Jul 18, 2011

Duty Faith And The Covenants by John Foreman

You consider that the obligation of every man to believe unto salvation, depends on 'The rule of universal obedience, which is the very essence of God's law.' This is a most sorry huddling together of things which are fundamentally dissimilar in their nature, order and design, Into one confused, unintelligible and erroneous mass; for it is a making creation obligations, and salvation favours and blessings; the possession of Eden, and the obtaining of heaven, with all the grace, love and glory of God to eternal life there, to be originally by the spirit, mind, and intent of one and the very self-same law and covenant of divine claims and creature obligations. 0 dear, sir, what a medley!

Adam covenant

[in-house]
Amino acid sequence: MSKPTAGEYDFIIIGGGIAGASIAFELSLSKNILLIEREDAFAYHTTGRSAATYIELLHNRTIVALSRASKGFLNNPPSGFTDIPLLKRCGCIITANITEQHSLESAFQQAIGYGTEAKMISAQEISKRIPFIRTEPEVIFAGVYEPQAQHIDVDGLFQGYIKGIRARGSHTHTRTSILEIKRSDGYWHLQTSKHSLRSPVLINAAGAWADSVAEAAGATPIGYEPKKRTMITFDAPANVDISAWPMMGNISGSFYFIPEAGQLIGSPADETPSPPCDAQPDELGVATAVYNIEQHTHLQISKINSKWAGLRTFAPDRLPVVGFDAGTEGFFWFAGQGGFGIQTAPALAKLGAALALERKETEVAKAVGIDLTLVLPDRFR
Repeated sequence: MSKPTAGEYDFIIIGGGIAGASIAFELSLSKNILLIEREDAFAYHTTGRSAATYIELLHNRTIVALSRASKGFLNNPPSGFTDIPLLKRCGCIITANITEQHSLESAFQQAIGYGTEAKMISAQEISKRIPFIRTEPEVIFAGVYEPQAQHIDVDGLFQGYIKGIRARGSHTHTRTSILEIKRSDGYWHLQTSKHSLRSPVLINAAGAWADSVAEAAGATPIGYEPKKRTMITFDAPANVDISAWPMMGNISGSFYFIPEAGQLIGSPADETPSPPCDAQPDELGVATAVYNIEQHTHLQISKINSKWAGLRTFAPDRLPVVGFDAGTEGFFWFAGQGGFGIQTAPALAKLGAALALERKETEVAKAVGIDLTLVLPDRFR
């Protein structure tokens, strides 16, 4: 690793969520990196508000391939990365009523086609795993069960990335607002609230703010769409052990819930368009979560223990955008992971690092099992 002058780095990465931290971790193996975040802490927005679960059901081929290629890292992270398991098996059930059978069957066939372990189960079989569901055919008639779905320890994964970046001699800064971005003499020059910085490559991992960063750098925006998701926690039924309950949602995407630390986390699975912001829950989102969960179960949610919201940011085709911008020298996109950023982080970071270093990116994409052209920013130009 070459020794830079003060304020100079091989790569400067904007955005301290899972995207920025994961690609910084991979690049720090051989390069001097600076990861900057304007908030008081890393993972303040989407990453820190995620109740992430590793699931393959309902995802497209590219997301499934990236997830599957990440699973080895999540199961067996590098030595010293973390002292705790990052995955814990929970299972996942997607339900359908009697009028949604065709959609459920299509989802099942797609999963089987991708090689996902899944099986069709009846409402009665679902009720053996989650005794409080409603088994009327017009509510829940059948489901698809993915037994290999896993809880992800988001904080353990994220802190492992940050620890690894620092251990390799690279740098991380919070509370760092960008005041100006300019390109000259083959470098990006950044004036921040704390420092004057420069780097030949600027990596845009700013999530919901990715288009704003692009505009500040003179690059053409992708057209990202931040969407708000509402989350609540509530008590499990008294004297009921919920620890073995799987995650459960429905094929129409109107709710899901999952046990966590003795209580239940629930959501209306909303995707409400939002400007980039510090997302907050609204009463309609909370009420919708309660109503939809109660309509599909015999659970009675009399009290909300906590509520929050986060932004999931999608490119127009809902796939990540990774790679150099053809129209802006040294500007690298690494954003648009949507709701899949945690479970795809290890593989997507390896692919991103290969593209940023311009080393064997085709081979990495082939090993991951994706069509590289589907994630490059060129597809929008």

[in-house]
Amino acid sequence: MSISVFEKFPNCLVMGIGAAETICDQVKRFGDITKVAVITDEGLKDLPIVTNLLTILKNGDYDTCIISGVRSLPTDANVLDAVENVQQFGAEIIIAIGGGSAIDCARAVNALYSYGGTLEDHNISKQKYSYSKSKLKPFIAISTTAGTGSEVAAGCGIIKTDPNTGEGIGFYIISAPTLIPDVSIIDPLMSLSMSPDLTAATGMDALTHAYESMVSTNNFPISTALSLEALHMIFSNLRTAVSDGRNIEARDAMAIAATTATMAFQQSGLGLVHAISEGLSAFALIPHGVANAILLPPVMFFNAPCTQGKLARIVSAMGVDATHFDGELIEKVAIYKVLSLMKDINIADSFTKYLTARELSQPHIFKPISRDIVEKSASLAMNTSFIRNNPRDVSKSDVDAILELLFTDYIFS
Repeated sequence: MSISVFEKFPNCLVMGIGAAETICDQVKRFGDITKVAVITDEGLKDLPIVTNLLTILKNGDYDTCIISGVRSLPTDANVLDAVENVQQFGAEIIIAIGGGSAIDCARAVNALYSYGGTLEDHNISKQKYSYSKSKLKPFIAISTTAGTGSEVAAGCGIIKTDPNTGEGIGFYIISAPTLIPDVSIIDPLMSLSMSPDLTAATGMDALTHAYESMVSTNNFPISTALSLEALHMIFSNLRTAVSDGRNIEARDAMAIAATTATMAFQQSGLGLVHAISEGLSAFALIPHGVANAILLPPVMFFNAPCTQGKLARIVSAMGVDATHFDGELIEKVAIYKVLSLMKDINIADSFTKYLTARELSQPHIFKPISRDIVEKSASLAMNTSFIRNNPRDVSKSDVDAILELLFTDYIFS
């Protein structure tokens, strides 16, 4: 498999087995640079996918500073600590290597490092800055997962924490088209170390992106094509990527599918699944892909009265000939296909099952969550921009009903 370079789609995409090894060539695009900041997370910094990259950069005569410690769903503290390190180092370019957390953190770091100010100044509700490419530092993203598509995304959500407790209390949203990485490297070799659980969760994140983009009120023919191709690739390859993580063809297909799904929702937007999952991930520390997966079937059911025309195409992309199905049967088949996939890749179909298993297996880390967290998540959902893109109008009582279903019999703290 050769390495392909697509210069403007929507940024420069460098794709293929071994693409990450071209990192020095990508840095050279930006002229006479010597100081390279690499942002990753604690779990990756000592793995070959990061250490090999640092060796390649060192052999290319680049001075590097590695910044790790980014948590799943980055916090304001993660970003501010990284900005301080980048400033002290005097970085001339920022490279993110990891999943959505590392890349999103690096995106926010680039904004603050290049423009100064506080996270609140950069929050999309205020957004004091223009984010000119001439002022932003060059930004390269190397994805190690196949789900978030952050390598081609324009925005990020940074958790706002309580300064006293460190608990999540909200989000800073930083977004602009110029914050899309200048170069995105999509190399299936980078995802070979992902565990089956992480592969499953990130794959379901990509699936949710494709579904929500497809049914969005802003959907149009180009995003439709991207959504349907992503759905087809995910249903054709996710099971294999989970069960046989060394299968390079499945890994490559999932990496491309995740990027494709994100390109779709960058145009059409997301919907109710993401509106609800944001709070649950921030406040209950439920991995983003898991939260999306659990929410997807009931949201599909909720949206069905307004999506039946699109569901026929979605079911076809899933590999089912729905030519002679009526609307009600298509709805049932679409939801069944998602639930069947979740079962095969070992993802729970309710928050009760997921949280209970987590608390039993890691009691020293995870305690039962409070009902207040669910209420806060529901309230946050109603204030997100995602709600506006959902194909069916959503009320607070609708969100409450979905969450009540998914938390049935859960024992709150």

There is properly, nothing without covenant system and order, of all things that are of God with man; whether they be gifts or claims, obligations or blessings. For when the Lord made Adam, and the whole human race in him as their head, he made a covenant with him, Gen 2:15-17, and according to which he gave him the good of Eden, and thereby all the good of pure creation; with fixed obligations according to the nature of that good, and the constituted powers and qualifications of Adam personally, and also in him, equally to do what was required, as to enjoy what was given. And as the nature of the good, such was the nature of the obligations; and as the extent of the good, such was the extent of the obligations; and this covenant could never devolve on man obligations it never qualified him to perform; nor could it devolve the obligations of another covenant altogether different in its nature, construction and design. Pure natural man was made with greatest fitness to this covenant of A natural good; and this covenant was made with equal fitness to sinless natural man. Man's capacity to enjoy the good of this covenant, and his capacity with happiness to perform the obligations of this covenant, were of the same holy length and breadth. This covenant could not secure a good beyond its own nature, nor devolve an obligation beyond its own good. just as universal as the good of this covenant is, so universal, and no more, are the obligations of obedience to this covenant. Angels were never partakers of the good of this covenant in its covenant form, as it was never made with them; and so they were never under any of its particular forms of obligation to obey; and by the same rule, man by this covenant is not a partaker of the order of angelic good, and so is not subject to the angelic order of obligations to obey. God has never put to any covenant the obligations of obedience before interest in the privileges or good of it, but after; and so Adam and his race were in the good of this covenant made with him, before they were subject to its claims of obedience; at any rate, God made Adam before he claimed obedience of him; and made him with faculties before he made it his duty to exercise them in any way; and let the same only be said of the new creation, and new creatureship, and the divine covenant therewith in Christ Jesus, and we would lay down the pen and say no more.